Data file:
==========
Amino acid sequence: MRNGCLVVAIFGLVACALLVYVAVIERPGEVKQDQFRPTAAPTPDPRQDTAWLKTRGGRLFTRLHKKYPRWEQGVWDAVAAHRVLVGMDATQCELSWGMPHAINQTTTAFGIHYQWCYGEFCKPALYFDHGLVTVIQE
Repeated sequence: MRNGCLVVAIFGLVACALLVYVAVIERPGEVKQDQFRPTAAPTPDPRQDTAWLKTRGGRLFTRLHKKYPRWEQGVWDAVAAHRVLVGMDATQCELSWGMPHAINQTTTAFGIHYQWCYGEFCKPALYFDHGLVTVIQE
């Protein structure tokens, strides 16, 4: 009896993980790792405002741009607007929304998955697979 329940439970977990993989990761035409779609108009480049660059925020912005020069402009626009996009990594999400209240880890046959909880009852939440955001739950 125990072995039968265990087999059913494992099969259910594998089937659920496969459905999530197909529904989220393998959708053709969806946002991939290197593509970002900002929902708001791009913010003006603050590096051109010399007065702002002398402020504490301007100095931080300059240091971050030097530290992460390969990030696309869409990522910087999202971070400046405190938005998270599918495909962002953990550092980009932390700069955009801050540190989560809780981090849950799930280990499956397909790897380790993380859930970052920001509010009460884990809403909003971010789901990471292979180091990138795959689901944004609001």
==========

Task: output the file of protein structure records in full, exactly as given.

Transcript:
Amino acid sequence: MRNGCLVVAIFGLVACALLVYVAVIERPGEVKQDQFRPTAAPTPDPRQDTAWLKTRGGRLFTRLHKKYPRWEQGVWDAVAAHRVLVGMDATQCELSWGMPHAINQTTTAFGIHYQWCYGEFCKPALYFDHGLVTVIQE
Repeated sequence: MRNGCLVVAIFGLVACALLVYVAVIERPGEVKQDQFRPTAAPTPDPRQDTAWLKTRGGRLFTRLHKKYPRWEQGVWDAVAAHRVLVGMDATQCELSWGMPHAINQTTTAFGIHYQWCYGEFCKPALYFDHGLVTVIQE
């Protein structure tokens, strides 16, 4: 009896993980790792405002741009607007929304998955697979 329940439970977990993989990761035409779609108009480049660059925020912005020069402009626009996009990594999400209240880890046959909880009852939440955001739950 125990072995039968265990087999059913494992099969259910594998089937659920496969459905999530197909529904989220393998959708053709969806946002991939290197593509970002900002929902708001791009913010003006603050590096051109010399007065702002002398402020504490301007100095931080300059240091971050030097530290992460390969990030696309869409990522910087999202971070400046405190938005998270599918495909962002953990550092980009932390700069955009801050540190989560809780981090849950799930280990499956397909790897380790993380859930970052920001509010009460884990809403909003971010789901990471292979180091990138795959689901944004609001």